I had a conversation with another white friend recently, one who wants to be an activist and join marches. Because I know them, I know that we're on the same side of this issue. This person knows what it's like being part of a marginalized group. They know what it's like to be denied their rights, or be legally vulnerable to persecution. When I learned they didn't have the same protections I enjoy, I was ashamed. I was ashamed of myself for my lack of awareness and ashamed of my society for its slow progress. I will not let that shame transform into hate. I will turn it into action and education.

As similar as we are in other ways, we couldn't seem to get through to each other when it came to the recent race violence. More specifically, how to offer effective help to the people who are fighting. I am very wary of "white savior complex." This is defined on Wikipedia as, "[...] a white person who provides help to non-white people in a self-serving manner." I told my friend that we cannot fight for black people. I said we can fight with them and we can be supportive, but we can't do it for them. It didn't translate well. I failed to explain what I was trying to say. I came off as sounding like fighting for the rights of black people wasn't worth doing.

"Agency" can be described as a person's ability to act. When you rob someone of their agency, you take power from them. Or, you fail to recognize their own abilities to act. It's the equivalent of treating them like a child who's too young to do something. It's like walking into someone else's community and telling the people in that community what their needs are. That's not the right way to get things done, in my opinion. Who would I be to strut into the room and start giving directions, without being asked, without knowing what the real problems are? What I would do, ideally, is sit down with these people, learn who they are, ask what their challenges are, and then ASK them if they need my help.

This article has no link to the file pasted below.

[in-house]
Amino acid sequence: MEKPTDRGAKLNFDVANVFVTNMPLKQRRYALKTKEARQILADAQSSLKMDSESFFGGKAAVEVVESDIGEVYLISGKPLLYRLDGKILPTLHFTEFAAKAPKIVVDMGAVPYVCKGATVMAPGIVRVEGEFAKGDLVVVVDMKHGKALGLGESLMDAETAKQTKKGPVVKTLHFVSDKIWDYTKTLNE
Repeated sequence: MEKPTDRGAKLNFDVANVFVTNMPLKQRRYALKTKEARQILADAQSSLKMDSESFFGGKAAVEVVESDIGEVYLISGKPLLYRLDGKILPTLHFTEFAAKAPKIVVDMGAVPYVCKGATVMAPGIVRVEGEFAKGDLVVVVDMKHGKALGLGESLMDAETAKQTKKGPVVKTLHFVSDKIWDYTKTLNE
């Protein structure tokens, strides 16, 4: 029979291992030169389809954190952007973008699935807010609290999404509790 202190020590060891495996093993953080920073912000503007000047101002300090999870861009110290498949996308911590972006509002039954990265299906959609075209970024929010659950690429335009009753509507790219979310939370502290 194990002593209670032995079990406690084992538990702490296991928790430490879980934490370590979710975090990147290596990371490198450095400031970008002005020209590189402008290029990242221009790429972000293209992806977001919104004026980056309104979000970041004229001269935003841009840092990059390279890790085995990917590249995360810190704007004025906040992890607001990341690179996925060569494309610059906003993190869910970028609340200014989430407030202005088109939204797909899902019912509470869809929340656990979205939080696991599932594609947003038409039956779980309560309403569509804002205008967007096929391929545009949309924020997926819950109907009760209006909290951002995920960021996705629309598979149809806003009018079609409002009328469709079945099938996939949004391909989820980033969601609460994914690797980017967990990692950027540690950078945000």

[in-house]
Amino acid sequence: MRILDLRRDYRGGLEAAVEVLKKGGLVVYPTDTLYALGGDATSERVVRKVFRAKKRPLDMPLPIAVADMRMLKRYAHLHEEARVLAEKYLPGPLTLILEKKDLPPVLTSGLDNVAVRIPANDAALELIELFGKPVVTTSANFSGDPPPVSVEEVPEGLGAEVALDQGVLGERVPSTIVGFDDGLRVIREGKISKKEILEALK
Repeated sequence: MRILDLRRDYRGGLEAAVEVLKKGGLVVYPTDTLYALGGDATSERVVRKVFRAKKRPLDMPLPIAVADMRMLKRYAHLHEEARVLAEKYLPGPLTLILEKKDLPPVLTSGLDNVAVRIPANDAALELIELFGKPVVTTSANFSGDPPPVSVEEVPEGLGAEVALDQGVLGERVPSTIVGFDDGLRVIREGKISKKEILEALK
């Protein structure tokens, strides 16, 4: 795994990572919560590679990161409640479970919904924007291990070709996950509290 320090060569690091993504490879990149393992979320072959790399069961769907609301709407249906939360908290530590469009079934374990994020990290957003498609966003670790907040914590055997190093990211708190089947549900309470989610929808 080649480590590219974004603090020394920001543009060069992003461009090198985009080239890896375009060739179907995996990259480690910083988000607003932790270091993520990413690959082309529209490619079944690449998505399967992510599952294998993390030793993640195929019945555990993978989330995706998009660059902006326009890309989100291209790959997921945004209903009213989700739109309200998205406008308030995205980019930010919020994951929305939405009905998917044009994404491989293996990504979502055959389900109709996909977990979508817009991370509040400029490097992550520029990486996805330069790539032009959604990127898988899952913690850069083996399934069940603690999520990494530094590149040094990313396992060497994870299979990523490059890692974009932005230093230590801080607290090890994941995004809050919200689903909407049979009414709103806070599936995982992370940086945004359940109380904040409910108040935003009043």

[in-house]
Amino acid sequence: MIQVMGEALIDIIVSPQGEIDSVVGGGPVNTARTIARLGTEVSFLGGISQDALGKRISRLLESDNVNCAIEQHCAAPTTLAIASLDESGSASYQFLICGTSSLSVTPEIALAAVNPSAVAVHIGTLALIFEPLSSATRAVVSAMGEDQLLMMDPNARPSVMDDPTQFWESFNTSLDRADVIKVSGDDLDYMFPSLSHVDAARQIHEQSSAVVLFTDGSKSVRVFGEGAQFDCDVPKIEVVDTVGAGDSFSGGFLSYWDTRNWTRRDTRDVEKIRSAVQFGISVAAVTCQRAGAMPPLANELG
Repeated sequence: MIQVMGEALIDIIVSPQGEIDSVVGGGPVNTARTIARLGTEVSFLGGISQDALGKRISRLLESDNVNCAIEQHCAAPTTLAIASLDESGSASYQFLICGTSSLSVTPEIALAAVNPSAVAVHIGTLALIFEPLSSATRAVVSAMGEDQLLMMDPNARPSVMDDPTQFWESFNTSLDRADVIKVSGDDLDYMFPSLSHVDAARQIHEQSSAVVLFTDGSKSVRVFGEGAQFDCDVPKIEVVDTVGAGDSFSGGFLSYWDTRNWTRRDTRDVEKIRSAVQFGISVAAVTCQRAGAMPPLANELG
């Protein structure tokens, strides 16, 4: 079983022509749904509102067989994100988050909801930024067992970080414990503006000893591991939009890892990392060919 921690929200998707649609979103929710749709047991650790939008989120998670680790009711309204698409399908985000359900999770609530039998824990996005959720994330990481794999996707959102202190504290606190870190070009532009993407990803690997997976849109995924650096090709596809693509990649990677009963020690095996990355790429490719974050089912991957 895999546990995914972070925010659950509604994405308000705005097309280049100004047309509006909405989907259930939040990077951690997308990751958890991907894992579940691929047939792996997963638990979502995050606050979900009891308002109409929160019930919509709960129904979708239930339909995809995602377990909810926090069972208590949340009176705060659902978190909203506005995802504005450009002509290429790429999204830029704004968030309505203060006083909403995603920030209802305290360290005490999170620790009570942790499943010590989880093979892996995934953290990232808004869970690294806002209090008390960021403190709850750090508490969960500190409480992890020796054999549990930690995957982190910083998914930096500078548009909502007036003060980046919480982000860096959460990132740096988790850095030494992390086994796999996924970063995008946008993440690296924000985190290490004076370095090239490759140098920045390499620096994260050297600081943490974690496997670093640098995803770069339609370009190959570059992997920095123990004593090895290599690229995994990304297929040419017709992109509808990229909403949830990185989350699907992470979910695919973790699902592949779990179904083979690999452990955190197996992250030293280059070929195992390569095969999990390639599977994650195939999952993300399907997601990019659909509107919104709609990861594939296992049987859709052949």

That's why I told my friend that I can't "give" black people their equality. That's why I said I can't fight for them. What I need is first to listen. I need to listen to what the true problems are, what the real concerns are. If I hear cries for help, it's my job to ask, "how can I best help you?" It's not up to me to determine how to help. This is not my fight. This is the fight of a group of people I don't know intimately, but who I believe deserve to have their needs heard and addressed. So, I can listen and I can hear what's being asked for and I can act in ways that help them achieve their goals. I can play a supporting role, with members of their community leading the way.

What I can't do is stop being white. I can't. To pretend I'm part of another ethnic group would not only not change my "white status" but it would be ethically unsound. When I hear anger directed at white people, it's easy to become defensive. But, I can't say that I blame black people for being angry. If my friends and family were being shot, tortured, dragged to death, hung, and beaten, I would be angry too. I would hate the group that was responsible.

This is a difficult situation to navigate. My first response is always education, whether that means I need to educate myself or help someone else get education. Right now, I'm the one who needs information.


*image: troops sent by President Bush to quell the riots in LA after the Rodney King verdict. Robert Couse-Baker from Sacramento, California / CC BY (